Plant-based meat alternatives that serve as substitutes for hamburgers or chicken have hit the mainstream in a big way in the last month or two, with the Impossible and Beyond brands being at the forefront. These are plant-based alternatives to meat, which emulate the taste and feel of the real thing, as opposed to the more familiar veggie burgers that are clearly made from legumes, vegetables, or other plant-derived ingredients. So far consumers have embraced the new options, although the trend is still in its early days.
The health benefits of plant-based meats are debatable—they are processed and sodium-filled—but they appeal to many customers who are looking to cut back on meat, often due to concerns about the environment as much as for health reasons. The products are marketed more to meat-eaters or “flexitarians” who are trying to eat plant-based meals on occasion than to strict vegetarians and vegans.
Players entering the space recently include:
- Supermarkets. Tesco introduced Plant Chef, a new brand for plant-based meals and vegan products, following the launch of its Wicked Foods plant-based line two years ago. Albertsons debuted a “certified plant based” line of products under its private label brand at 2,200 stores in 35 states under the Albertsons, Jewel-Osco, Safeway, and Vons nameplates. Kroger has been increasing its plant-based selection, including meat substitutes such as vegan deli ham and burgers, under the Simple Truth brand and recently announced it was testing dedicated plant-based displays within the meat department at 60 locations in three states.
- Quick-service restaurants. Burger King offers the Impossible Whopper, KFC is trying Beyond Fried Chicken, White Castle has the Impossible Slider, Carl’s Jr. sells a Beyond Meat version of its Famous Star burger, Del Taco features Beyond Meat fillings in tacos and burritos, and Dunkin is testing Beyond sausage breakfast sandwiches. Most recently, McDonald’s and Beyond Meat developed the P.L.T. (plant-lettuce-tomato) burger, which the chain is testing in 28 restaurants in Ontario, Canada. Many quick-service initiatives have begun with a limited-time test in one market, quickly rolling out nationally or regionally after long lines and better-than-expected sales.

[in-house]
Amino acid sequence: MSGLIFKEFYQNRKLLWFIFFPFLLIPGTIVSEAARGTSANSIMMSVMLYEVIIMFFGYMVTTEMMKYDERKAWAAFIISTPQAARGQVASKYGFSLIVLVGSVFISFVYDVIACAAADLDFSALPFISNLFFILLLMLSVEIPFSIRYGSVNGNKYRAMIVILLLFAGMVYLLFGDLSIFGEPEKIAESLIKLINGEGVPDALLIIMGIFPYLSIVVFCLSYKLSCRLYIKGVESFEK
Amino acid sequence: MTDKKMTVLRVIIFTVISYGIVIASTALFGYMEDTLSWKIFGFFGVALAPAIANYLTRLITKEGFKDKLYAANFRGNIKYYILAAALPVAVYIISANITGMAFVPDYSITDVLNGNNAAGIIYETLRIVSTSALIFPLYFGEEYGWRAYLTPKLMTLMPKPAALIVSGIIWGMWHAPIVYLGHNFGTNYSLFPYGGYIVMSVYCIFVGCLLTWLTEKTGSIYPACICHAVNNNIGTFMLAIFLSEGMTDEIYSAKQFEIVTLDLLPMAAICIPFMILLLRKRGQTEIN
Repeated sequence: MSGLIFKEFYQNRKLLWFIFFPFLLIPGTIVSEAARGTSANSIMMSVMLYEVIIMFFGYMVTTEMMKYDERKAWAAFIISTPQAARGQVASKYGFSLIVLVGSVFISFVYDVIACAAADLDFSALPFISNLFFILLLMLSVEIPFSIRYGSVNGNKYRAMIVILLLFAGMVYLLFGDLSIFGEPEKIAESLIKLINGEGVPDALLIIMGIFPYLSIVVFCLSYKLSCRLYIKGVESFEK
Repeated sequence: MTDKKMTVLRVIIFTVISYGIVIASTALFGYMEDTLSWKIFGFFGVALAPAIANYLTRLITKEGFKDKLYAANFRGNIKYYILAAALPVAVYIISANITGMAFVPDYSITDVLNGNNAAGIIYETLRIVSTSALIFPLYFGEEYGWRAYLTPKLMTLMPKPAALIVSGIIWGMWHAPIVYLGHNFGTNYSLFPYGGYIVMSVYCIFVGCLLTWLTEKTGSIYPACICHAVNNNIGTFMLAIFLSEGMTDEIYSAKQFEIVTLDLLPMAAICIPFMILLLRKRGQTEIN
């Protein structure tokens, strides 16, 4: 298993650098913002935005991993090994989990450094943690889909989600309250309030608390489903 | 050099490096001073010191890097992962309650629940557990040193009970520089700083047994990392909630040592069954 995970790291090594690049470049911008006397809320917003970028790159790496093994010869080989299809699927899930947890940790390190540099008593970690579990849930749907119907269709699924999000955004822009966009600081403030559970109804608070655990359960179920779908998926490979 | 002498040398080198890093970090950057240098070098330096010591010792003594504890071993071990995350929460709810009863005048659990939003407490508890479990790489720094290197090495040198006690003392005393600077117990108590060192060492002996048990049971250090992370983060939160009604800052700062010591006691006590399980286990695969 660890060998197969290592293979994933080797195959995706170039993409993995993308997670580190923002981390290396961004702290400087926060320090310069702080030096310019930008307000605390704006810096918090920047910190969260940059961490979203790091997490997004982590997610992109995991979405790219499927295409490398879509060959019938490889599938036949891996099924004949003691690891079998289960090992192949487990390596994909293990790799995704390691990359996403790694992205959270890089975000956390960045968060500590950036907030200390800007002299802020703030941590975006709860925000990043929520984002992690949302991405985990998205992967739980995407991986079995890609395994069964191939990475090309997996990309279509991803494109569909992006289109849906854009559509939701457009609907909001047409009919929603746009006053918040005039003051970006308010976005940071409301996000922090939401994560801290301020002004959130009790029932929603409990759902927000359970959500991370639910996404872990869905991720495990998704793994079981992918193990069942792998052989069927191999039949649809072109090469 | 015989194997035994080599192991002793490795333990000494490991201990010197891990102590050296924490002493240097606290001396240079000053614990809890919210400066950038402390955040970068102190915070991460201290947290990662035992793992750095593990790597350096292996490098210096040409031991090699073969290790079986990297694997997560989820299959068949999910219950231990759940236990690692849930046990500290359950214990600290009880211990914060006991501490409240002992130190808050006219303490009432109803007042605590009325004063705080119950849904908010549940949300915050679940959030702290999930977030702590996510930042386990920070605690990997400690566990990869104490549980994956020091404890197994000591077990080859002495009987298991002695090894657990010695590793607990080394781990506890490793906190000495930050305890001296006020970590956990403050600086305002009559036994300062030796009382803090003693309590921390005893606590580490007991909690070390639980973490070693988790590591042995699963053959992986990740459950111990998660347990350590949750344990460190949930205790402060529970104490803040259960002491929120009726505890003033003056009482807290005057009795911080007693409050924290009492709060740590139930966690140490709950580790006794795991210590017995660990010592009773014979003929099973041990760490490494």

- Consumer packaged goods companies. Nestlé introduced The Awesome Burger, an alternative to the Impossible Burger and Beyond Meat made by Sweet Earth, a plant-based protein company it acquired in 2017. Hormel launched its Happy Little Plants brand, which includes plant-based products as well as blended-protein foods that incorporate meat as well as vegetables. Kellogg’s MorningStar Farms division introduced the Incogmeato brand of plant-based burgers and “chik’n” tenders and nuggets, while Tyson launched its Raised & Rooted brand of plant-based and blended foods.
- Entertainment venues. Disney Theme Parks locations are offering more than 400 plant-based food items to guests starting in October, both at quick-serve and sit-down restaurants, in response to customer demand. The items include plant-based burgers, sausages, and hot dogs as well as more vegetable-based offerings such as salads.
According to the NPD Group, 18% of U.S. adults are trying to get more plant-based foods into their diets, while 60% want to add more protein. Plant-based “meats” allow them to do both, and U.S. retail sales of plant-based foods overall have grown 31% from April 2017 to September 2019, according to the Plant Based Food Association.
Some licensors have been entering the plant-based food market with items such as cauliflower pizza crusts (from Oprah and Kraft Heinz) and almond-based “milk” (through the long-running Blue Diamond and HP Hood partnership), while celebrities from Kate Upton to Tom Brady have introduced vegan meal kits. There has not been much licensing activity in the meat-alternative space yet. In Europe, Unilever licensed its Unox brand to a Dutch company called The Vegetarian Butcher in 2016 for a co-branded line of vegetarian meatballs in sauce before acquiring the company in 2018.
If the ventures described here, or others like them, are successful, however, can licensing deals be far behind?